The north London derby may have been nearly two weeks ago but the fallout of the 1-1 draw continues to rumble on.
On Thursday, Arsene Wenger announced Hector Bellerin picked up an injury in the dying seconds of the clash that will keep him out of action for the next four weeks.
Clearly frustrated, Wenger pointed the blame behind his first-choice right-back's unavailability at Tottenham's Danny Rose, who was responsible for inflicting the injury.
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“Hector is out for four weeks. He got injured in the last ten seconds against Spurs after a very strong tackle by Danny Rose," the Arsenal boss said, as per The Sun.
“It’s an ankle injury. It was a bad one. It’s annoying to lose Bellerin. Did Rose want to injure Bellerin? I don’t think so. He just went in for the tackle.”
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But Rose's manager, Mauricio Pochettino has hit back at Wenger's criticism and defended his player.
The Argentine didn't think there was any malicious intent behind his player's challenge but has admitted he encourages an aggressive style of play.
"What happens on the pitch is never about bad intentions, it is about football," Pochettino said, via The Mirror.
"I stopped my [playing] career 10 years ago and I feel like it was last month. I totally understand when players are playing with passion like Danny or anyone in our team.
“We are always aggressive in our play and sometimes things happen because football is very aggressive - it is a contact sport, always. You cannot avoid the contact.”
In a refreshing change to most club managers' opinion on international football, Pochettino went on to add that he would not complain had his star men picked up a similar injury to Bellerin's while playing for their national team - which could have easily been the case - thinks Wenger's comments were 'strange'.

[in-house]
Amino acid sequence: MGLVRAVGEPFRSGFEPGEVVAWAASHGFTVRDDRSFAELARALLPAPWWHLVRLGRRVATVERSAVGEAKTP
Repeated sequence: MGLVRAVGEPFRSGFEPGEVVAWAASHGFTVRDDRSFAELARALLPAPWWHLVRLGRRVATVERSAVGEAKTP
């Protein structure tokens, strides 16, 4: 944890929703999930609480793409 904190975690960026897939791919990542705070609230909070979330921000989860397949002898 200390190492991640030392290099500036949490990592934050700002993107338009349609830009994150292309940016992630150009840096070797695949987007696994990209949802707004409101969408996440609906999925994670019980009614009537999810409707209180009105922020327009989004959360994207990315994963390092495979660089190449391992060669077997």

He continued: "Two days ago, there was a bad tackle on Danny from Carvajal but that is football.
"If Danny comes in from the training ground and says, 'I cannot play on Saturday’ I cannot criticise Carvajal, because it is a game. Or Vardy for the tackle on Azpilicueta, that is football.
"We want all players to be like a man, be aggressive, make a tackle, always. But intention to injury the opponent? In football you know.
"Sometimes you cannot stop, you arrive late and you cannot criticise every single tackle.
"It is very strange that comment [from Wenger], but I respect him.”
Fighting talk from Pochettino!
It is unlikely to make Wenger feel any better, however, and the Frenchman will be hoping Bellerin's knock doesn't affect the Gunners' form too significantly.
As well as Saturday's clash with Manchester United, Bellerin is expected to miss a further seven games, including the key Champions League tie with Paris Saint-Germain.
Having not lost since the opening day of the season, the pressure will be on Bellerin's deputy - expected to be Carl Jenkinson or centre-back Gabriel - to ensure Arsenal avoid their traditional November slump.